Friday, January 30, 2015

The principle of causality

It is no secret that causality places a central role in natural theology. That is to say, the notion of causality is central to arguments—mostly cosmological arguments—that attempt to prove the existence of God. It is because of this fact that most theologians work very hard to ground the principle of causality as an absolute. For if the principle of causality has exceptions, then natural theology will take a hit. Hence it is obvious that theologians have a vested interest in preserving the immutability of this principle. Because of this fact some, then, will claim that theists are extremely tendentious when it comes to talk of causality, and that such talk should be challenged, and put under the skeptical magnifying glass. I completely agree with this, though I do believe that the “skeptics” or non-theists can be charged with a bias as well (can’t we all?) since a denial of the principle of causality is central to their position, all things being equal.
I will not attempt to distance myself from the aforementioned theologian. I agree that the principle of causality is something that, perhaps through my own biases and wishful thinking, I am determined to defend. That being said, however, I do in fact believe that said principle is hard to deny, and I do believe that any attempt to do just that will run into absurdity and incoherence; And thus, my belief in the principle of causality is at least surely grounded in reason, and has just warrant.

It is my objective in this post to demonstrate why it has said warrant.
So, let me begin by articulating the principle of causality. The principle of causality states that whatever is moved from potentiality (potency) to actuality (act) is done so by something already actual. (Let the reader understand that the potentiality of a substance is just the potential that the substance could realize, and the actuality of a substance is just the way it currently is realized—that is, the way it currently exists or exhibits being. For instance, an acorn is actually an acorn and is potentially an oak tree, while it is not potentially a lizard.) Another way to formulate the principle is to say that whatever is changed is changed by another, since change just involves a reduction of some potency of a thing to an actualization of said potency. Thus, the glass of water on my table has the potential to be knocked over (among other things) but this potential can only become a reality--that is, it can only be actualized--if, for example, someone or something (actual) knocks it over.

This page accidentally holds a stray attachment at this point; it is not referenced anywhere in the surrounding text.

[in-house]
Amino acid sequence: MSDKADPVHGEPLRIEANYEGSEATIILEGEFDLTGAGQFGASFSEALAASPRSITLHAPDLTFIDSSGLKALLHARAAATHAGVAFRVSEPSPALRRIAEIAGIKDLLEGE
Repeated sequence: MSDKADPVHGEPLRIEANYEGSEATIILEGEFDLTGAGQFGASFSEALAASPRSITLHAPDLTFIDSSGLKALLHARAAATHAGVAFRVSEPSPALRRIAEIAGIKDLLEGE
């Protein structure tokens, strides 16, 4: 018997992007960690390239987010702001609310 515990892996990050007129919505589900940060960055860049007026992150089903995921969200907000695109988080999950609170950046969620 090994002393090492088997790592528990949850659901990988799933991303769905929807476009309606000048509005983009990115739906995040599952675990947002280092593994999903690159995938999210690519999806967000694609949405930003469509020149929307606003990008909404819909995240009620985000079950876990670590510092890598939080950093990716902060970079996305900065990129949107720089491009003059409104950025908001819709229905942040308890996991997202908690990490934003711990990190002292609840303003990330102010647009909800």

Now, while one can conjure up all sorts of examples that satisfy the principle of causality, how do we know that this principle is an actual principle in the sense that it holds immutably, without exception? Well, to one who tries to deny the principle, there are only two other options: 1) a potential can actualize itself, or 2) nothing can actualize the potential. Obviously 1) is not possible because potency qua potency cannot do anything because it is not actual. In fact, the only way for it to actualize itself would be for it be actual before it is actual, which is a contradiction and an absurdity. Now, 2) is likewise absurd because nothing is, well, nothing, and nothing cannot do anything. Nothing is not actual and cannot act on anything, precisely because it is nothing--that is, because it is the absence of being. So, then by logical necessity we can see that that which is moved from potency to act must be done so by something already actual.

Another formulation of the principle of causality is that whatever begins to exist has a cause. And again, we can see that this formulation is necessarily valid. For if something comes into being, then there are only two options left over if one is to deny the principle: 1) the substance caused itself to come into being, or 2) the substance came into being from nothing. It should be obvious that these options fail for the same reasons as above. 1) is false because in order for a thing to be self-caused it would have to exist before it existed in order to cause itself to exist, which is incoherent. 2) is false because nothing cannot be a cause because nothing cannot do anything, since it is by definition the absence of anything. Thus, this formulation of the principle of causality is also necessarily valid.

So far then we have seen that the principle of causality is a metaphysically absolute principle. There simply is no logical room for any exception to said principle, for any alternative runs into absurdity and incoherence. It seems then that we can be completely certain of the validity of the principle of causality.

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